Besides cost-savings, CFOs recognise the strategic benefits that the Cloud can deliver to get critical growth initiatives up and running quickly. For example, they can use Cloud to quickly upgrade enterprise applications for better customer services, or deliver new mobile or analytical capabilities to employees for higher operational efficiencies.  Cloud is increasingly appreciated by CFOs for its ability to more easily accommodate business change, and its flexibility in how to deploy and manage enterprise applications.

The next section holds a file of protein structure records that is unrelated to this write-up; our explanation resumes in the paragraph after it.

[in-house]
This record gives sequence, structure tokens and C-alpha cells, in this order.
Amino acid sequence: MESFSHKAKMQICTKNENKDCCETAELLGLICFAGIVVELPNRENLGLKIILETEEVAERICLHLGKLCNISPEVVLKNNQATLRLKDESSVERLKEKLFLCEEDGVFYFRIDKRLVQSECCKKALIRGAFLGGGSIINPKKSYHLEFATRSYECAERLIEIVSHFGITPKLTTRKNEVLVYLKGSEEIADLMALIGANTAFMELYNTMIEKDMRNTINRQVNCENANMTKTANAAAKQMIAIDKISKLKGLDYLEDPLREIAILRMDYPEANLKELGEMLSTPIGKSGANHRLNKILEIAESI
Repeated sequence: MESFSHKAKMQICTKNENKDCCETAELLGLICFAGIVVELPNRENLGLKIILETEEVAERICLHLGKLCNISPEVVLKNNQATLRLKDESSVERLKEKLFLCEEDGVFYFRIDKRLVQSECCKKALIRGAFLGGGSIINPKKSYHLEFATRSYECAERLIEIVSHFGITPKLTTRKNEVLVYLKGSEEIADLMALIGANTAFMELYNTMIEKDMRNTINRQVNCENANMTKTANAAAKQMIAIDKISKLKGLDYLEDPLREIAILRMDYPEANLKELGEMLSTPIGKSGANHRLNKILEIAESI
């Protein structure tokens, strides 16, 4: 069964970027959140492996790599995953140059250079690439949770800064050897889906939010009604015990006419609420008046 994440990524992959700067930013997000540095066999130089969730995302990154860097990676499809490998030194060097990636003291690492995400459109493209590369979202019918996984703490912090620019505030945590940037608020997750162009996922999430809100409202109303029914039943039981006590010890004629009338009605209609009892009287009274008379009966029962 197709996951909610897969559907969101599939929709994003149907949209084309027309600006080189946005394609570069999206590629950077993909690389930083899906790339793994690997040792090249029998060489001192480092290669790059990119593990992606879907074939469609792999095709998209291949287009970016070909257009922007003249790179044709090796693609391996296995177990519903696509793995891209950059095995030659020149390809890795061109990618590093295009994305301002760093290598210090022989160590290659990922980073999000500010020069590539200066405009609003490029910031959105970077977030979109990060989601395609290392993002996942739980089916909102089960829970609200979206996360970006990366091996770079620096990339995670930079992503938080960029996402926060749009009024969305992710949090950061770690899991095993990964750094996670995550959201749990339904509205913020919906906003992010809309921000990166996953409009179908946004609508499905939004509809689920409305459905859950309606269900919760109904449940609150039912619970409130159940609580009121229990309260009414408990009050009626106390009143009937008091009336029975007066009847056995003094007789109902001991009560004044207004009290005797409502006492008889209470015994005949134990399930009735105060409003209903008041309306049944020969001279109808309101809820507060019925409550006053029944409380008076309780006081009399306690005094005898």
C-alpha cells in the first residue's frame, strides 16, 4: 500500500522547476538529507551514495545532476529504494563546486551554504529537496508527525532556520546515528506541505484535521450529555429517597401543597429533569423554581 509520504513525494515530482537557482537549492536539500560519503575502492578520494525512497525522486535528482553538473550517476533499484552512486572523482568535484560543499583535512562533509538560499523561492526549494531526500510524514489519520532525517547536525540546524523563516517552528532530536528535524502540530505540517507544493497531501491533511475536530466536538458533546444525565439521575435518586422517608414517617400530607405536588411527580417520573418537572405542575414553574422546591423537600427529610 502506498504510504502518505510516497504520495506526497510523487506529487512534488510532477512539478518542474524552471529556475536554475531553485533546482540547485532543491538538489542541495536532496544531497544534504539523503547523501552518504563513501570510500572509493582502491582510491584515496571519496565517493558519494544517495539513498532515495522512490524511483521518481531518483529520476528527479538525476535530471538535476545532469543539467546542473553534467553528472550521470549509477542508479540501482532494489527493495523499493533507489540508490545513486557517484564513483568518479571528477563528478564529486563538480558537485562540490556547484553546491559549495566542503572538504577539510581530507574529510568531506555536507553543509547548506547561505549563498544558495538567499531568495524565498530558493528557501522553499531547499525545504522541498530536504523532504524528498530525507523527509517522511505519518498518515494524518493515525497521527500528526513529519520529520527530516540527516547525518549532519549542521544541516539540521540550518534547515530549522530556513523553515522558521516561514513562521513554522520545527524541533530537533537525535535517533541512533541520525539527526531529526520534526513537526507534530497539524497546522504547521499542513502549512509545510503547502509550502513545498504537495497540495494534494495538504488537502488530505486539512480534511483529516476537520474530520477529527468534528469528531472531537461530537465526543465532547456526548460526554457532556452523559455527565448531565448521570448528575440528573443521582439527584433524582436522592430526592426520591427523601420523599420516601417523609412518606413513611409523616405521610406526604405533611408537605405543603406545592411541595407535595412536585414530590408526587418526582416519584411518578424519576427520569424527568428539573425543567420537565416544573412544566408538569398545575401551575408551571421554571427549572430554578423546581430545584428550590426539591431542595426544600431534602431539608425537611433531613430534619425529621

How can CFOs drive the best ROIs when adopting Cloud for ERP processes?

Most organisations today have inherited many ERP applications with bespoke business processes. Existing ERP systems are challenged to scale to support fragmented business and processes. Moving to ERP cloud applications enables organisations to have a common platform for future businesses to be supported by best practice processes. With this platform, IT and back-office costs are mitigated while new functionality requirements are easily introduced easily via Cloud computing.

Cloud is available in a variety of models including public, private, and hybrid Clouds to meet business requirements. In particular, the adoption of ERP applications running in public Clouds has increased significantly as public Cloud enables organisations to consolidate disparate systems onto a single platform.